Russian President Vladimir Putin looks on as he attends a ceremony for Russia's Navy Day in Saint Petersburg on July 30, 2017.
President Vladimir Putin oversaw a pomp-filled display of Russia's naval might as the Kremlin paraded its sea power from the Baltic Sea to the shores of Syria.  Some 50 warships and submarines were on show along the Neva River and in the Gulf of Finland off the country's second city of Saint Petersburg after Putin ordered the navy to hold its first ever parade on such a grand scale.  / AFP PHOTO / POOL / Alexander Zemlianichenko        (Photo credit should read ALEXANDER ZEMLIANICHENKO/AFP/Getty Images)
Putin accused of chemical weapons cover-up
02:20 - Source: CNN
Washington CNN  — 

Under sustained pressure from Congress, President Donald Trump has imposed long-overdue, legally mandated sanctions on Russia for its poisoning of an ex-spy in the United Kingdom.

Russian agents were accused of using a banned nerve agent to carry out a failed March 2018 attack on British soil against former Russian spy Sergei Skripal and his daughter, Yulia. The Kremlin has denied the allegations.

The attack left the Skripals in a coma and killed another woman.

Trump signed the executive order on sanctions Thursday, more than six months after they were due and a day after a call with President Vladimir Putin.

‘A good talk’

The White House said the call was focused on Trump’s offer to help Russia with “vast wildfires afflicting Siberia” and trade between the two countries. “We had a good talk, a short talk, but a good talk,” Trump told reporters Thursday.

Moscow, which issued a statement about the call hours before the White House did, said Trump had initiated it. Neither the American nor the Russian statement mentioned any discussion of the sanctions, but Putin praised Trump’s offer of firefighting help “as a guarantee that in the future it will be possible to restore full-fledged relations between the two countries.”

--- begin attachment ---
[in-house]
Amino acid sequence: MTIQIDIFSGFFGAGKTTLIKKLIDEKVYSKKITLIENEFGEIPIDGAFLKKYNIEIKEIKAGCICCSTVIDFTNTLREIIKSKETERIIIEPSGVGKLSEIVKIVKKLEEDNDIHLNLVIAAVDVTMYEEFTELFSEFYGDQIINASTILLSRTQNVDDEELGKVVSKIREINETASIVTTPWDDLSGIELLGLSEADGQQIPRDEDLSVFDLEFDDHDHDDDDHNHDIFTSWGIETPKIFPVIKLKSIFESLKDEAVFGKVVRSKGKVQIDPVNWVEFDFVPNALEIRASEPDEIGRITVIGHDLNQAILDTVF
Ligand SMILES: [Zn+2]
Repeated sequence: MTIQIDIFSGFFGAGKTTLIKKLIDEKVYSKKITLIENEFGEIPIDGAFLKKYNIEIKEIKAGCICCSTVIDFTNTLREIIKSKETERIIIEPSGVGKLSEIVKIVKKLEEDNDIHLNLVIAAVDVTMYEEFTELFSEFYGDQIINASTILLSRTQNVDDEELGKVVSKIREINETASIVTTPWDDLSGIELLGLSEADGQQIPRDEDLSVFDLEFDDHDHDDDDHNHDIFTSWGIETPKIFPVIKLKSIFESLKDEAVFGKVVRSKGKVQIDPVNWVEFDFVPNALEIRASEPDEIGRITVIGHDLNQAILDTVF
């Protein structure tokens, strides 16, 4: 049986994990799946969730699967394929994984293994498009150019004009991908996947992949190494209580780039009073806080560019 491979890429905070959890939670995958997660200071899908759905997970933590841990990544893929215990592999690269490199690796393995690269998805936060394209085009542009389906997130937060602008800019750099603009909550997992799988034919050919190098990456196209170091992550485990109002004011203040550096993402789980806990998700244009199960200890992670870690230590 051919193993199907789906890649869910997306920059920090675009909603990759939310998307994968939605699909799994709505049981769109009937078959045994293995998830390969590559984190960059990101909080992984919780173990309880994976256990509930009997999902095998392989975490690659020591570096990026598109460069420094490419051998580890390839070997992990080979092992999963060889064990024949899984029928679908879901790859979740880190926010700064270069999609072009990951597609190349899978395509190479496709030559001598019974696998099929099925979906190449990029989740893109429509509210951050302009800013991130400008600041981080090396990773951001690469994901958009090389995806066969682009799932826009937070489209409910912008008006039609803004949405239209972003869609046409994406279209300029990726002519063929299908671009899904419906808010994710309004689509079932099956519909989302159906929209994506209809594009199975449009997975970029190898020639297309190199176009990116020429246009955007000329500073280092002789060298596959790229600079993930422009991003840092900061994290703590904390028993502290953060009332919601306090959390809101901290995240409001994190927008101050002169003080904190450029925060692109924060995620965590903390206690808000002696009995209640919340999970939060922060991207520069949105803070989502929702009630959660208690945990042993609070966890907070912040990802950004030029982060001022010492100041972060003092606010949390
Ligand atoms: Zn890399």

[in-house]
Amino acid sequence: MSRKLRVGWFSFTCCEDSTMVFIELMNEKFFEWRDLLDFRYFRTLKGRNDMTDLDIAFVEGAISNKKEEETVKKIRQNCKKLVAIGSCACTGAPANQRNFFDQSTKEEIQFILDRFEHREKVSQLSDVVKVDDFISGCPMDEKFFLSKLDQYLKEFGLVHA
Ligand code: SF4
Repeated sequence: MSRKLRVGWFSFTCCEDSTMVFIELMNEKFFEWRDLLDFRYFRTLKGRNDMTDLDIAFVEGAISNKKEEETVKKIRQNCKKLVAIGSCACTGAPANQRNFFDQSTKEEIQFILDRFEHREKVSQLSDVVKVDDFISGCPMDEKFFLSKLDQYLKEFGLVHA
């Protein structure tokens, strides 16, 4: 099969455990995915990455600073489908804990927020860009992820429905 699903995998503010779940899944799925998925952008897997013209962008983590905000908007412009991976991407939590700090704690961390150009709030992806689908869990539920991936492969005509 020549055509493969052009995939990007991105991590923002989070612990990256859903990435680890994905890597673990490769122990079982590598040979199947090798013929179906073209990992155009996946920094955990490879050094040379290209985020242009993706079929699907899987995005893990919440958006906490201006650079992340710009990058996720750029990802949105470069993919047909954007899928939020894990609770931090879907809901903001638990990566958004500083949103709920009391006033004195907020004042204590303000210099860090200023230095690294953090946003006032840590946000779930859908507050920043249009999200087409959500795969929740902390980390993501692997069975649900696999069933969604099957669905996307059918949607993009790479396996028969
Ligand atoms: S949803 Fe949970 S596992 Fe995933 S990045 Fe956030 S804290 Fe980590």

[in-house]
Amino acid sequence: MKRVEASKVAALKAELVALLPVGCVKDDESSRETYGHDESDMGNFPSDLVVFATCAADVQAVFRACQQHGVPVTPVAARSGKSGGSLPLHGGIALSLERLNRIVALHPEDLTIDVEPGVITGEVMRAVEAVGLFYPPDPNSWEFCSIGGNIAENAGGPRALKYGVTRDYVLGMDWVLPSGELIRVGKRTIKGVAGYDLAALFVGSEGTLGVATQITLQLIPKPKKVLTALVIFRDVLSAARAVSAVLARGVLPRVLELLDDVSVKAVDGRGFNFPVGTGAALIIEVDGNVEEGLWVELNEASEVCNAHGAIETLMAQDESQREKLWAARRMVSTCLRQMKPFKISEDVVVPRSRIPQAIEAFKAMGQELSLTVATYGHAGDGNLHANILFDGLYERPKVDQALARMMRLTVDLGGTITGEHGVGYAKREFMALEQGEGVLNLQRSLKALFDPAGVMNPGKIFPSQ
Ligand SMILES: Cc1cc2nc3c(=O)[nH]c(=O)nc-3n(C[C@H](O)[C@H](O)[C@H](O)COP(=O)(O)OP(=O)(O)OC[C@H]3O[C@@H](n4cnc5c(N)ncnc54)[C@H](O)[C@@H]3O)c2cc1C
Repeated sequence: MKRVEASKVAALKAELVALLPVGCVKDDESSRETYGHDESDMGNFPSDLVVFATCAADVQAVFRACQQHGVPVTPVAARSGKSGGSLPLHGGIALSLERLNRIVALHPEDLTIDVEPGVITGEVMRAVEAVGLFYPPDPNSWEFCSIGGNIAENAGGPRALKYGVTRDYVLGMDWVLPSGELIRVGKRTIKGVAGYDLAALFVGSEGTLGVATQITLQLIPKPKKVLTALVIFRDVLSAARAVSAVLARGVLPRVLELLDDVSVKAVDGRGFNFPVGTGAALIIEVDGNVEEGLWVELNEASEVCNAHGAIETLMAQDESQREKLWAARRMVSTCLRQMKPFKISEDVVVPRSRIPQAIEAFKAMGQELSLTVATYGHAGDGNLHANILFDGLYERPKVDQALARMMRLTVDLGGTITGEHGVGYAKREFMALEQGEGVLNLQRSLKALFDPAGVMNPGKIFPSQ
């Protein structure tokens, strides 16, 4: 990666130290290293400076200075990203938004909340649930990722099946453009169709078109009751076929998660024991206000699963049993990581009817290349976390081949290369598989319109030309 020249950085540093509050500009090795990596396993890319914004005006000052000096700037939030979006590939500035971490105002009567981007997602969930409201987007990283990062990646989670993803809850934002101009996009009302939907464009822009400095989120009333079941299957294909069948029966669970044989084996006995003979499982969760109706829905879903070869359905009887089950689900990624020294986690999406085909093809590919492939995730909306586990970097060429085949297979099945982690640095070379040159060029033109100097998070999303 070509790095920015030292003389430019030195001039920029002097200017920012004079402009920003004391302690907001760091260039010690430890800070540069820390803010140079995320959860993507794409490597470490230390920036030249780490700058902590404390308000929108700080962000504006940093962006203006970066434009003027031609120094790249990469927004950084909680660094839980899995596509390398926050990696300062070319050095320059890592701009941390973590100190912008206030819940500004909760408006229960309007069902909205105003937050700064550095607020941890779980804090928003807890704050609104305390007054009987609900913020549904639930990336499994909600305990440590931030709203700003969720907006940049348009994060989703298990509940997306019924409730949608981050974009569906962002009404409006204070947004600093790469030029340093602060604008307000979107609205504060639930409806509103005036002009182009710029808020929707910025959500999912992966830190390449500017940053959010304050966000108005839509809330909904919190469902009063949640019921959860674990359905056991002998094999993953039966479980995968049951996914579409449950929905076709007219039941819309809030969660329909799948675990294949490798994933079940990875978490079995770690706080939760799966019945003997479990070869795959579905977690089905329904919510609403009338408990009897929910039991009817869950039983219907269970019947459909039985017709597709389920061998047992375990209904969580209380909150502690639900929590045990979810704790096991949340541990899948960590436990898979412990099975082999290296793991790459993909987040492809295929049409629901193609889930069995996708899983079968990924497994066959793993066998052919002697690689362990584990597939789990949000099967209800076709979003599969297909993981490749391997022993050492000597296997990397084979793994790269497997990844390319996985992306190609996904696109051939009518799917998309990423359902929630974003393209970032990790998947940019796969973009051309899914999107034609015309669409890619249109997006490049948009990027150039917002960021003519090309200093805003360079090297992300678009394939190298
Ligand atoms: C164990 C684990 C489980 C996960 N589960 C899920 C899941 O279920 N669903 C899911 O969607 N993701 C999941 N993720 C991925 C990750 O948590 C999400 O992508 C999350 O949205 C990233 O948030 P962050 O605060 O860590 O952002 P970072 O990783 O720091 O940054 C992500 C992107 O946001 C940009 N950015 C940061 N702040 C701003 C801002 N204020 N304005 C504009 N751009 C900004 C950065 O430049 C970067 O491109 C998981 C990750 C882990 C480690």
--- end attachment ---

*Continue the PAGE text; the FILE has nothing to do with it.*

The Russian statement went on to say the two leaders had “agreed to continue contacts in a telephone format, as well as in face-to-face meetings.”

Trump has been reluctant to impose sanctions on Russia amid his efforts to improve relations between Washington and Moscow, and as recently as this week he continued his attempts to cast doubt on Russian interference in the 2016 presidential election. Last year, the Trump administration was slow to enact sanctions punishing Russia for that interference.

A Senate aide said it was widely known among Democrats and Republicans working on sanctions that Trump was angry when the Treasury and State departments made the determination last fall that Russia was failing to prove it was no longer using chemical weapons, triggering a second round of sanctions under US law.

Though Treasury and the State Department had done all the legwork to prepare the mandatory sanctions, the White House failed to act on them.

With the sanctions more than six months overdue, lawmakers from both sides of the aisle moved this week to apply pressure.

The House Foreign Affairs Committee’s top Democrat and Republican sent a letter to Trump on Monday demanding that the administration meet its congressionally mandated obligations.